Bidee, J., Vantilborgh, T., Pepermans, R., Willems, J., Jegers, M. and Hofmans, J. (2017) Daily Motivation of Volunteers in Healthcare Organizations: Relating Team Inclusion and Intrinsic Motivation Using Self-Determination Theory. European Journal of Work & Organizational Psychology, 26, 325-336.
 Clary, E.G. and Snyder, M. (1999) The Motivations to Volunteer: Theoretical and Practical Considerations. Current Directions in Psychological Science, 8, 156-159.
 McEwin, M. and Jacobsen-D’Arcy, L. (2002) Developing a Scale to Understand and Assess the Underlying Motivational Drives of Volunteers in Western Australia: Final Report. Lotterywest & CLAN WA Inc., Perth.
 Olberding, J. (2016) Social Enterprise and Special Events. Routledge, New York.
 Esmond, J. and Dunlop, P. (2004) Developing the Volunteer Motivation Inventory to Assess the Underlying Motivational Drives of Volunteers in Western Australia. A Research Project funded by Lotterywest, 1-82.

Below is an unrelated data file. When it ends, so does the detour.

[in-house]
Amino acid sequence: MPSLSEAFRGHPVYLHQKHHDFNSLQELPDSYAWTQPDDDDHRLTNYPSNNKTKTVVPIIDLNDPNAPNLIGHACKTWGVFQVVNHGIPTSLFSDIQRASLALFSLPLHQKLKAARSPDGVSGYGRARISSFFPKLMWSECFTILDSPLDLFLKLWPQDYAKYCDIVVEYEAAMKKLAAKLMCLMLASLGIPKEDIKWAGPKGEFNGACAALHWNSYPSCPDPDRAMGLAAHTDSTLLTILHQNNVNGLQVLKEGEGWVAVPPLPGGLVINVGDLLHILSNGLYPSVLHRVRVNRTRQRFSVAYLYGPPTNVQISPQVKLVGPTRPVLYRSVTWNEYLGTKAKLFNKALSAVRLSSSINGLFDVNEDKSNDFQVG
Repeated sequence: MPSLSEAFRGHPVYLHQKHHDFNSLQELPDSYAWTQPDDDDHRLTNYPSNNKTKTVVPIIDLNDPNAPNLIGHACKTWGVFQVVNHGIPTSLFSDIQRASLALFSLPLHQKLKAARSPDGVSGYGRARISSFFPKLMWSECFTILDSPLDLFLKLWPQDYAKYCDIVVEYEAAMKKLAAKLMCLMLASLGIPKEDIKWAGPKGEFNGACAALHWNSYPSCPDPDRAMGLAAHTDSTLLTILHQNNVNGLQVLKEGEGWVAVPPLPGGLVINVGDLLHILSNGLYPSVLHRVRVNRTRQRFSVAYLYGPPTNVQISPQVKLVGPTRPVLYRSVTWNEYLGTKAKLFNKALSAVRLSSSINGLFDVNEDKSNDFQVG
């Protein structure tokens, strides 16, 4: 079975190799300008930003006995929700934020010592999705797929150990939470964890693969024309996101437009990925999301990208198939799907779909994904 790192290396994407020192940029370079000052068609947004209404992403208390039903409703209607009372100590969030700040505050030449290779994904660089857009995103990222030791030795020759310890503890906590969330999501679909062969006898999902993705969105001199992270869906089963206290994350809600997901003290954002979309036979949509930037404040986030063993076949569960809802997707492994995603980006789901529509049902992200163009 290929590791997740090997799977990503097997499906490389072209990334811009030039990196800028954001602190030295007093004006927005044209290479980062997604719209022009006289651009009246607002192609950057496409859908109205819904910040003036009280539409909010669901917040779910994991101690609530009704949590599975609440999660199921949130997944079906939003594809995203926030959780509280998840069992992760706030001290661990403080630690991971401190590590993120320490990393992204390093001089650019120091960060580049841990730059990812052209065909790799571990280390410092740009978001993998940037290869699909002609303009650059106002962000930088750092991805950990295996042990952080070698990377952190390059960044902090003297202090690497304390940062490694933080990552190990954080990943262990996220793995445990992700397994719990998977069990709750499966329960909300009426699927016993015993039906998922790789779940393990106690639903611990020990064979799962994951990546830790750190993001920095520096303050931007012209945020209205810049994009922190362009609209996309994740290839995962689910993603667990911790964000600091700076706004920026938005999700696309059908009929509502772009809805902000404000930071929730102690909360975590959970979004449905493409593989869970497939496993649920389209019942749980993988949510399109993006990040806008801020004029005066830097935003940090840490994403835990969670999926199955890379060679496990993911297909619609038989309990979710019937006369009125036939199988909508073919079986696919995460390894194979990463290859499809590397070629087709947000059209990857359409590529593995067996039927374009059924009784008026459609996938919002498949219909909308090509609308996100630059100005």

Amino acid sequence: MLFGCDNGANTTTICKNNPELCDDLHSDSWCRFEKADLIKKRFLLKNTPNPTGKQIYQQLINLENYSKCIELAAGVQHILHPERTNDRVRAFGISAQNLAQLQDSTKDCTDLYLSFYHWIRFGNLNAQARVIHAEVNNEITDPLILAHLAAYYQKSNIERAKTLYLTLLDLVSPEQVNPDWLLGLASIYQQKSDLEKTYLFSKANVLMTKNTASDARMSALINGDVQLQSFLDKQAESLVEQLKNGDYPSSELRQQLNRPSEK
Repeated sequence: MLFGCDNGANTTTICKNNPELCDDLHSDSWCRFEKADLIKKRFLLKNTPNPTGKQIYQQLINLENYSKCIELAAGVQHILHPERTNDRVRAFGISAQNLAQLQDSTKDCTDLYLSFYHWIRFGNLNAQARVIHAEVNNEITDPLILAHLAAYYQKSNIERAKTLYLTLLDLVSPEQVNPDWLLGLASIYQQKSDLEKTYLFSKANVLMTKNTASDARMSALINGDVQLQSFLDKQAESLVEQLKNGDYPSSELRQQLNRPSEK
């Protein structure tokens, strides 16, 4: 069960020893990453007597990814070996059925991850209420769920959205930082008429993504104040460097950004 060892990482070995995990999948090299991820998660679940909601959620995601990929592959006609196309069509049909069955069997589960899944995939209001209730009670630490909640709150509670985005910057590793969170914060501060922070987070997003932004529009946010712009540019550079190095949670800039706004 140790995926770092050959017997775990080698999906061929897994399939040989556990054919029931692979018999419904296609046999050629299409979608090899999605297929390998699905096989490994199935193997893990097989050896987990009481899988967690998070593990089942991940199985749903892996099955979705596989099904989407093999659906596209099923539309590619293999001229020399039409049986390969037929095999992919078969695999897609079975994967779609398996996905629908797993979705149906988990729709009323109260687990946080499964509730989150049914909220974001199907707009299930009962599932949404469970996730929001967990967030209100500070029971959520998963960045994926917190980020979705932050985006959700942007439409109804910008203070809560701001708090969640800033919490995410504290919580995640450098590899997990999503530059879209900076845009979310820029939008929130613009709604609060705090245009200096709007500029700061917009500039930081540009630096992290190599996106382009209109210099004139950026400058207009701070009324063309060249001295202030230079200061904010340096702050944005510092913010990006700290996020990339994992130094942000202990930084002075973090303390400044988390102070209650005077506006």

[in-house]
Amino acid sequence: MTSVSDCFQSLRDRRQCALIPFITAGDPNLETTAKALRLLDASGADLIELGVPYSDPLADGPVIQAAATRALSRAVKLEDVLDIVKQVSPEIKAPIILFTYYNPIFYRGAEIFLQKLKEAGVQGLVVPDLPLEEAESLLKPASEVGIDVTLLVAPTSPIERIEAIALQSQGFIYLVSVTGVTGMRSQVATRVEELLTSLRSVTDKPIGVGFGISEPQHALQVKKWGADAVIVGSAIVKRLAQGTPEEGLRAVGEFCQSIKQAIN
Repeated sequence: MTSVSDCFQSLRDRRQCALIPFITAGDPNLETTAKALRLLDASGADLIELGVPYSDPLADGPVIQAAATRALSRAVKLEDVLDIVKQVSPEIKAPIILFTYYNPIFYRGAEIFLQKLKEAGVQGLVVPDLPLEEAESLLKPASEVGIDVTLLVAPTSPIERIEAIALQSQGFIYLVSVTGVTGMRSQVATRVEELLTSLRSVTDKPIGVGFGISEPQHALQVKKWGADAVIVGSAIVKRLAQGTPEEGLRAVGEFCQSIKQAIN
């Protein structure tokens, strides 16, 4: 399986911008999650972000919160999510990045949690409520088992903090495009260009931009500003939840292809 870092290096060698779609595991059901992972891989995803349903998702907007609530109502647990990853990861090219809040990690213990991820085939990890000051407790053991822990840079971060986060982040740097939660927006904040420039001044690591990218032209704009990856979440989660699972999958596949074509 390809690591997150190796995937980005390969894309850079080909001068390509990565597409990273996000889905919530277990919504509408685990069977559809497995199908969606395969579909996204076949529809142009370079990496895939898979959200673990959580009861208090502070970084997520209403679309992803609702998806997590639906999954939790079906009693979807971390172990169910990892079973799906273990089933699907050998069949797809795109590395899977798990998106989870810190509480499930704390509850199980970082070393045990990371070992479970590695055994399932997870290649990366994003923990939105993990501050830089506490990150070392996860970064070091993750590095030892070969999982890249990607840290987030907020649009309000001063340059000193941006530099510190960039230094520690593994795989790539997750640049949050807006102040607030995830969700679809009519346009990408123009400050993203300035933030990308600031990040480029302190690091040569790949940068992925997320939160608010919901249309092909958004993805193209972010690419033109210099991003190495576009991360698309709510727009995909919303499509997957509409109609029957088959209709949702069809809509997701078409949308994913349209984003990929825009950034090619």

Jongenelis, M.I., Biagioni, N., Pettigrew, S., Warburton, J., Newton, R. and Jackson, B. (2017) Volunteering Engagement in Seniors: Barriers and Facilitators. Innovation in Aging, 1, 1263-1264.
 Gage, R.L. and Thapa, B. (2012) Volunteer Motivations and Constraints among College Students: Analysis of the Volunteer Function Inventory and Leisure Constraints Models. Nonprofit and Voluntary Sector Quarterly, 41, 405-430.